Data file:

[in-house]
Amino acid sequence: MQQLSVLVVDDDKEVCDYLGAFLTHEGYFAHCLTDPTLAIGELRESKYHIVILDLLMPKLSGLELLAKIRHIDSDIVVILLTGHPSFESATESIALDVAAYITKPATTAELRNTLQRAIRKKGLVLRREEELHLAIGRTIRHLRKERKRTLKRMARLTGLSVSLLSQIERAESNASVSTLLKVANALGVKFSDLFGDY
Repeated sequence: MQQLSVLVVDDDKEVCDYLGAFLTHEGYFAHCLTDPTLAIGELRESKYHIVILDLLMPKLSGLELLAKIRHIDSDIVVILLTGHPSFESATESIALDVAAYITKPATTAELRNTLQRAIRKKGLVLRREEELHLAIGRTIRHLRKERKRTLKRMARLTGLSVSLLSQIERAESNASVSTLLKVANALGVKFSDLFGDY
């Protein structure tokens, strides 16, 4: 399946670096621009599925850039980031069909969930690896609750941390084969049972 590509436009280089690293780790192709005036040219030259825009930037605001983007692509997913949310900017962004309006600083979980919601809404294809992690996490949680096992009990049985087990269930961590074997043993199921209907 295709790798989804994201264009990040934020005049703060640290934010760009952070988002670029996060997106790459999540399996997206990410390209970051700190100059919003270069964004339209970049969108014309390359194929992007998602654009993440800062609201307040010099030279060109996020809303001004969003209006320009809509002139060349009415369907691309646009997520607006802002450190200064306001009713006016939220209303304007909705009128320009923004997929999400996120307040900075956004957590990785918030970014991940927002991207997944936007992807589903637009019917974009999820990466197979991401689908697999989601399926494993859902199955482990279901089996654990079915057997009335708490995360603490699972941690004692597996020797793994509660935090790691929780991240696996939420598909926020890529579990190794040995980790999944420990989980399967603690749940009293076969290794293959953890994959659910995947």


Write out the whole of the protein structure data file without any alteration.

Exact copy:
[in-house]
Amino acid sequence: MQQLSVLVVDDDKEVCDYLGAFLTHEGYFAHCLTDPTLAIGELRESKYHIVILDLLMPKLSGLELLAKIRHIDSDIVVILLTGHPSFESATESIALDVAAYITKPATTAELRNTLQRAIRKKGLVLRREEELHLAIGRTIRHLRKERKRTLKRMARLTGLSVSLLSQIERAESNASVSTLLKVANALGVKFSDLFGDY
Repeated sequence: MQQLSVLVVDDDKEVCDYLGAFLTHEGYFAHCLTDPTLAIGELRESKYHIVILDLLMPKLSGLELLAKIRHIDSDIVVILLTGHPSFESATESIALDVAAYITKPATTAELRNTLQRAIRKKGLVLRREEELHLAIGRTIRHLRKERKRTLKRMARLTGLSVSLLSQIERAESNASVSTLLKVANALGVKFSDLFGDY
């Protein structure tokens, strides 16, 4: 399946670096621009599925850039980031069909969930690896609750941390084969049972 590509436009280089690293780790192709005036040219030259825009930037605001983007692509997913949310900017962004309006600083979980919601809404294809992690996490949680096992009990049985087990269930961590074997043993199921209907 295709790798989804994201264009990040934020005049703060640290934010760009952070988002670029996060997106790459999540399996997206990410390209970051700190100059919003270069964004339209970049969108014309390359194929992007998602654009993440800062609201307040010099030279060109996020809303001004969003209006320009809509002139060349009415369907691309646009997520607006802002450190200064306001009713006016939220209303304007909705009128320009923004997929999400996120307040900075956004957590990785918030970014991940927002991207997944936007992807589903637009019917974009999820990466197979991401689908697999989601399926494993859902199955482990279901089996654990079915057997009335708490995360603490699972941690004692597996020797793994509660935090790691929780991240696996939420598909926020890529579990190794040995980790999944420990989980399967603690749940009293076969290794293959953890994959659910995947």